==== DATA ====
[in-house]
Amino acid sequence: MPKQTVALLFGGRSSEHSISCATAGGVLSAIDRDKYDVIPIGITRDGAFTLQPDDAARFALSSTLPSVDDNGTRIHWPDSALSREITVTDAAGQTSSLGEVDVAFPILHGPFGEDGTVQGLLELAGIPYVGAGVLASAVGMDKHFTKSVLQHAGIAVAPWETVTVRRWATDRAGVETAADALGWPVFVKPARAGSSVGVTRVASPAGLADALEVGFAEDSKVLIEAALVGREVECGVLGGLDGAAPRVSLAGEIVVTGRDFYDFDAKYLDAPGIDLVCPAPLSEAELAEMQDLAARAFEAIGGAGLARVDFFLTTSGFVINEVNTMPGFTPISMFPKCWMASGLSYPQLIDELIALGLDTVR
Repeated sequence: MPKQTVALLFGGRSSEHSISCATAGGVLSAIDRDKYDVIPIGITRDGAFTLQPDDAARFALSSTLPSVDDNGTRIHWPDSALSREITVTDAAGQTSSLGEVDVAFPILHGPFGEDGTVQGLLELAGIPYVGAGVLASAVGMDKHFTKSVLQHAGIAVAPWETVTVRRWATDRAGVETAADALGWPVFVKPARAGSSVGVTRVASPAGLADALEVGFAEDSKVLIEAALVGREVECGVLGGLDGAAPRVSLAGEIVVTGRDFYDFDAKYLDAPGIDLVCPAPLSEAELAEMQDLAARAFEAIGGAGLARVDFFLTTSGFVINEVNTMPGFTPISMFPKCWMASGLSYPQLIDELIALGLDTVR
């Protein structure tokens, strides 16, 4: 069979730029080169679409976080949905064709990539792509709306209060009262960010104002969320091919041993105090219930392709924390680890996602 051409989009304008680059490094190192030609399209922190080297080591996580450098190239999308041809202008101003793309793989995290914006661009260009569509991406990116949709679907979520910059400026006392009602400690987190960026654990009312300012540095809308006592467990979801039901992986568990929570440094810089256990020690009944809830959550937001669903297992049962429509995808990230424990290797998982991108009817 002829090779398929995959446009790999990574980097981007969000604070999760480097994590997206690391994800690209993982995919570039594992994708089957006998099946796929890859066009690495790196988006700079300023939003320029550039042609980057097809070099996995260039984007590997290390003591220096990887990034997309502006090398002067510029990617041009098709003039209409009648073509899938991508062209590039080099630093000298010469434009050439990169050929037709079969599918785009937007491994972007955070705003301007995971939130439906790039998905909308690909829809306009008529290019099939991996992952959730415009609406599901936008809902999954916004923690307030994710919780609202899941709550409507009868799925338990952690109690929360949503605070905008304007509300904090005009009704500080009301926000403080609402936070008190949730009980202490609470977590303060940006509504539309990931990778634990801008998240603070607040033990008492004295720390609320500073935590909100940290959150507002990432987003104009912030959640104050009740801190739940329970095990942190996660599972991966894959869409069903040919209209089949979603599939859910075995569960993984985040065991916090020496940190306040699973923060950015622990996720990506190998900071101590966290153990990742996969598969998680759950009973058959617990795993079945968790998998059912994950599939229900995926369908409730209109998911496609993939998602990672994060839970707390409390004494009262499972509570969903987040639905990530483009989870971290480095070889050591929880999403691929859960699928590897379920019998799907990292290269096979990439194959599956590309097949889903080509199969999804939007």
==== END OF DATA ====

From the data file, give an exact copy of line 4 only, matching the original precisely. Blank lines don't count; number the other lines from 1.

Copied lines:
């Protein structure tokens, strides 16, 4: 069979730029080169679409976080949905064709990539792509709306209060009262960010104002969320091919041993105090219930392709924390680890996602 051409989009304008680059490094190192030609399209922190080297080591996580450098190239999308041809202008101003793309793989995290914006661009260009569509991406990116949709679907979520910059400026006392009602400690987190960026654990009312300012540095809308006592467990979801039901992986568990929570440094810089256990020690009944809830959550937001669903297992049962429509995808990230424990290797998982991108009817 002829090779398929995959446009790999990574980097981007969000604070999760480097994590997206690391994800690209993982995919570039594992994708089957006998099946796929890859066009690495790196988006700079300023939003320029550039042609980057097809070099996995260039984007590997290390003591220096990887990034997309502006090398002067510029990617041009098709003039209409009648073509899938991508062209590039080099630093000298010469434009050439990169050929037709079969599918785009937007491994972007955070705003301007995971939130439906790039998905909308690909829809306009008529290019099939991996992952959730415009609406599901936008809902999954916004923690307030994710919780609202899941709550409507009868799925338990952690109690929360949503605070905008304007509300904090005009009704500080009301926000403080609402936070008190949730009980202490609470977590303060940006509504539309990931990778634990801008998240603070607040033990008492004295720390609320500073935590909100940290959150507002990432987003104009912030959640104050009740801190739940329970095990942190996660599972991966894959869409069903040919209209089949979603599939859910075995569960993984985040065991916090020496940190306040699973923060950015622990996720990506190998900071101590966290153990990742996969598969998680759950009973058959617990795993079945968790998998059912994950599939229900995926369908409730209109998911496609993939998602990672994060839970707390409390004494009262499972509570969903987040639905990530483009989870971290480095070889050591929880999403691929859960699928590897379920019998799907990292290269096979990439194959599956590309097949889903080509199969999804939007």